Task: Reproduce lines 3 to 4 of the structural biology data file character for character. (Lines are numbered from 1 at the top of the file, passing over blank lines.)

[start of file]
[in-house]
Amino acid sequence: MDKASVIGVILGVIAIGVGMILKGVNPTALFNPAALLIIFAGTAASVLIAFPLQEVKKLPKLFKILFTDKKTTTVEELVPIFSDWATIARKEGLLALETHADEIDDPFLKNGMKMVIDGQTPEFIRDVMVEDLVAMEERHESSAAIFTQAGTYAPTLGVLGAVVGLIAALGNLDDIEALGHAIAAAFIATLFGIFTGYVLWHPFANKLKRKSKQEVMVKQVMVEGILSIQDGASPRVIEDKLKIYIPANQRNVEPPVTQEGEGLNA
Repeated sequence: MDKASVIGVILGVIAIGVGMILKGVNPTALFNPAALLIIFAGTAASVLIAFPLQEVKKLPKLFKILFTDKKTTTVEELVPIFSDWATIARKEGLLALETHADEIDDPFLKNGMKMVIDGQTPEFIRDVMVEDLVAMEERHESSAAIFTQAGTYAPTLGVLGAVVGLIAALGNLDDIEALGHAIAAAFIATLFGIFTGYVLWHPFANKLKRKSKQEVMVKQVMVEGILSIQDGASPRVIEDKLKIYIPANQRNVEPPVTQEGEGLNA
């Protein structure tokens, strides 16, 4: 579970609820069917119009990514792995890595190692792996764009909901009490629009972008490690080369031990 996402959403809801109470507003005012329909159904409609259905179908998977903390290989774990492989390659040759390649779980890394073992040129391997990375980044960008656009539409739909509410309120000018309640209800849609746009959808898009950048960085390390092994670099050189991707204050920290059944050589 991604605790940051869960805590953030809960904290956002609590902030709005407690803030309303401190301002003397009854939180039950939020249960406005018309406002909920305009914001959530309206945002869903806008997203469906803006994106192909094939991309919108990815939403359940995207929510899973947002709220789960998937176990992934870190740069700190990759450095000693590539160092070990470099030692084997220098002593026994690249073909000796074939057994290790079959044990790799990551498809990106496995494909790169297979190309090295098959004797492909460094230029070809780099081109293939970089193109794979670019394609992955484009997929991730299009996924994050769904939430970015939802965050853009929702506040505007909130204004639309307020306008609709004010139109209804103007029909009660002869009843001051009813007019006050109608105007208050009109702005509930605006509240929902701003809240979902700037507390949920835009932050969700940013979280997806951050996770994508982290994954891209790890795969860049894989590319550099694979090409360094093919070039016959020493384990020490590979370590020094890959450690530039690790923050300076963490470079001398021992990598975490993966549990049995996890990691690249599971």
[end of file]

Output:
Repeated sequence: MDKASVIGVILGVIAIGVGMILKGVNPTALFNPAALLIIFAGTAASVLIAFPLQEVKKLPKLFKILFTDKKTTTVEELVPIFSDWATIARKEGLLALETHADEIDDPFLKNGMKMVIDGQTPEFIRDVMVEDLVAMEERHESSAAIFTQAGTYAPTLGVLGAVVGLIAALGNLDDIEALGHAIAAAFIATLFGIFTGYVLWHPFANKLKRKSKQEVMVKQVMVEGILSIQDGASPRVIEDKLKIYIPANQRNVEPPVTQEGEGLNA
């Protein structure tokens, strides 16, 4: 579970609820069917119009990514792995890595190692792996764009909901009490629009972008490690080369031990 996402959403809801109470507003005012329909159904409609259905179908998977903390290989774990492989390659040759390649779980890394073992040129391997990375980044960008656009539409739909509410309120000018309640209800849609746009959808898009950048960085390390092994670099050189991707204050920290059944050589 991604605790940051869960805590953030809960904290956002609590902030709005407690803030309303401190301002003397009854939180039950939020249960406005018309406002909920305009914001959530309206945002869903806008997203469906803006994106192909094939991309919108990815939403359940995207929510899973947002709220789960998937176990992934870190740069700190990759450095000693590539160092070990470099030692084997220098002593026994690249073909000796074939057994290790079959044990790799990551498809990106496995494909790169297979190309090295098959004797492909460094230029070809780099081109293939970089193109794979670019394609992955484009997929991730299009996924994050769904939430970015939802965050853009929702506040505007909130204004639309307020306008609709004010139109209804103007029909009660002869009843001051009813007019006050109608105007208050009109702005509930605006509240929902701003809240979902700037507390949920835009932050969700940013979280997806951050996770994508982290994954891209790890795969860049894989590319550099694979090409360094093919070039016959020493384990020490590979370590020094890959450690530039690790923050300076963490470079001398021992990598975490993966549990049995996890990691690249599971």